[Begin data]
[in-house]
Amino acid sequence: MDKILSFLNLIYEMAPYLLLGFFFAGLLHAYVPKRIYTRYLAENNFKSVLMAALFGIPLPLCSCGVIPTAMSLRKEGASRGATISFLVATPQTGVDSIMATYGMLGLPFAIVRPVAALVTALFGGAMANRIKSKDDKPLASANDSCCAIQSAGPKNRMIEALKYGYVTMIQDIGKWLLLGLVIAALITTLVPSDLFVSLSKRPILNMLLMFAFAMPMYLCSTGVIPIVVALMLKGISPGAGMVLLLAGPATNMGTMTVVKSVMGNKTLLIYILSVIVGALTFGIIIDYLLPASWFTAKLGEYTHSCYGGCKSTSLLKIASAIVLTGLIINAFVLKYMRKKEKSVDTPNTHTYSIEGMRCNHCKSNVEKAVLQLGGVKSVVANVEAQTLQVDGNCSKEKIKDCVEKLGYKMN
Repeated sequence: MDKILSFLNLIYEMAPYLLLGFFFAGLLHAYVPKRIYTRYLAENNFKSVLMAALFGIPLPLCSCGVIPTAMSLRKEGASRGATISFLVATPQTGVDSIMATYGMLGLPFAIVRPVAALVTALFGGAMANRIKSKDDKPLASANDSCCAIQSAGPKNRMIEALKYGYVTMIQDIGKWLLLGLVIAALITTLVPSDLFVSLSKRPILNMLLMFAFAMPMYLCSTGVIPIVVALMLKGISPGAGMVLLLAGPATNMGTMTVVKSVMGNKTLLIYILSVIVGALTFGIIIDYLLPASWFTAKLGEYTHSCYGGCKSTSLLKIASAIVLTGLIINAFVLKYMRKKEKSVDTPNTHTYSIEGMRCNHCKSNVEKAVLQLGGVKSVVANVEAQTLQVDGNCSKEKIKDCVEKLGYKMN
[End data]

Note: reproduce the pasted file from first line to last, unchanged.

[in-house]
Amino acid sequence: MDKILSFLNLIYEMAPYLLLGFFFAGLLHAYVPKRIYTRYLAENNFKSVLMAALFGIPLPLCSCGVIPTAMSLRKEGASRGATISFLVATPQTGVDSIMATYGMLGLPFAIVRPVAALVTALFGGAMANRIKSKDDKPLASANDSCCAIQSAGPKNRMIEALKYGYVTMIQDIGKWLLLGLVIAALITTLVPSDLFVSLSKRPILNMLLMFAFAMPMYLCSTGVIPIVVALMLKGISPGAGMVLLLAGPATNMGTMTVVKSVMGNKTLLIYILSVIVGALTFGIIIDYLLPASWFTAKLGEYTHSCYGGCKSTSLLKIASAIVLTGLIINAFVLKYMRKKEKSVDTPNTHTYSIEGMRCNHCKSNVEKAVLQLGGVKSVVANVEAQTLQVDGNCSKEKIKDCVEKLGYKMN
Repeated sequence: MDKILSFLNLIYEMAPYLLLGFFFAGLLHAYVPKRIYTRYLAENNFKSVLMAALFGIPLPLCSCGVIPTAMSLRKEGASRGATISFLVATPQTGVDSIMATYGMLGLPFAIVRPVAALVTALFGGAMANRIKSKDDKPLASANDSCCAIQSAGPKNRMIEALKYGYVTMIQDIGKWLLLGLVIAALITTLVPSDLFVSLSKRPILNMLLMFAFAMPMYLCSTGVIPIVVALMLKGISPGAGMVLLLAGPATNMGTMTVVKSVMGNKTLLIYILSVIVGALTFGIIIDYLLPASWFTAKLGEYTHSCYGGCKSTSLLKIASAIVLTGLIINAFVLKYMRKKEKSVDTPNTHTYSIEGMRCNHCKSNVEKAVLQLGGVKSVVANVEAQTLQVDGNCSKEKIKDCVEKLGYKMN